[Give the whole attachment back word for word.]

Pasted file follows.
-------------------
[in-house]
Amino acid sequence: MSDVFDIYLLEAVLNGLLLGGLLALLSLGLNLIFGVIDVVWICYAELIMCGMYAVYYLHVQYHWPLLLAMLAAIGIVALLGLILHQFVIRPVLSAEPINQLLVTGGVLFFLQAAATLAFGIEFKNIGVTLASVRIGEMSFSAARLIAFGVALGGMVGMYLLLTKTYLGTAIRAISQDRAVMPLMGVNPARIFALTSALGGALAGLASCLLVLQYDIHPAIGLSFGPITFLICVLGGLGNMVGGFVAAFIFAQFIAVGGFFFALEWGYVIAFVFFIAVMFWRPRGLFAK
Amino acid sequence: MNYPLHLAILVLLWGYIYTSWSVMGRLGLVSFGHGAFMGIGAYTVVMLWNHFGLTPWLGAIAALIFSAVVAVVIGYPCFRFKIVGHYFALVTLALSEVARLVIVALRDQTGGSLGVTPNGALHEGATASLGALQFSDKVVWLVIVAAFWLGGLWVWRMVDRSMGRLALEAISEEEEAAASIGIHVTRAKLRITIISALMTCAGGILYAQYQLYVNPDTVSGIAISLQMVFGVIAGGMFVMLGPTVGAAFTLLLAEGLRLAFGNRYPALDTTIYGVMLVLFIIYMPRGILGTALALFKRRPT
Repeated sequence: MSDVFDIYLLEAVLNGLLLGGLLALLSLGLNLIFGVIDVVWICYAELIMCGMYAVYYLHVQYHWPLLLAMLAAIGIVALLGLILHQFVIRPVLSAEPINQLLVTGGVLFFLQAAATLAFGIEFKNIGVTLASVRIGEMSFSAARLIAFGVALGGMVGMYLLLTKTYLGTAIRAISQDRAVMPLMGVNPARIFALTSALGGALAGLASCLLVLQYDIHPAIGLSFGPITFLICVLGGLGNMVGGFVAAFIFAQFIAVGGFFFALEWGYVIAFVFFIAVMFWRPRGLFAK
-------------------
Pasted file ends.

[in-house]
Amino acid sequence: MSDVFDIYLLEAVLNGLLLGGLLALLSLGLNLIFGVIDVVWICYAELIMCGMYAVYYLHVQYHWPLLLAMLAAIGIVALLGLILHQFVIRPVLSAEPINQLLVTGGVLFFLQAAATLAFGIEFKNIGVTLASVRIGEMSFSAARLIAFGVALGGMVGMYLLLTKTYLGTAIRAISQDRAVMPLMGVNPARIFALTSALGGALAGLASCLLVLQYDIHPAIGLSFGPITFLICVLGGLGNMVGGFVAAFIFAQFIAVGGFFFALEWGYVIAFVFFIAVMFWRPRGLFAK
Amino acid sequence: MNYPLHLAILVLLWGYIYTSWSVMGRLGLVSFGHGAFMGIGAYTVVMLWNHFGLTPWLGAIAALIFSAVVAVVIGYPCFRFKIVGHYFALVTLALSEVARLVIVALRDQTGGSLGVTPNGALHEGATASLGALQFSDKVVWLVIVAAFWLGGLWVWRMVDRSMGRLALEAISEEEEAAASIGIHVTRAKLRITIISALMTCAGGILYAQYQLYVNPDTVSGIAISLQMVFGVIAGGMFVMLGPTVGAAFTLLLAEGLRLAFGNRYPALDTTIYGVMLVLFIIYMPRGILGTALALFKRRPT
Repeated sequence: MSDVFDIYLLEAVLNGLLLGGLLALLSLGLNLIFGVIDVVWICYAELIMCGMYAVYYLHVQYHWPLLLAMLAAIGIVALLGLILHQFVIRPVLSAEPINQLLVTGGVLFFLQAAATLAFGIEFKNIGVTLASVRIGEMSFSAARLIAFGVALGGMVGMYLLLTKTYLGTAIRAISQDRAVMPLMGVNPARIFALTSALGGALAGLASCLLVLQYDIHPAIGLSFGPITFLICVLGGLGNMVGGFVAAFIFAQFIAVGGFFFALEWGYVIAFVFFIAVMFWRPRGLFAK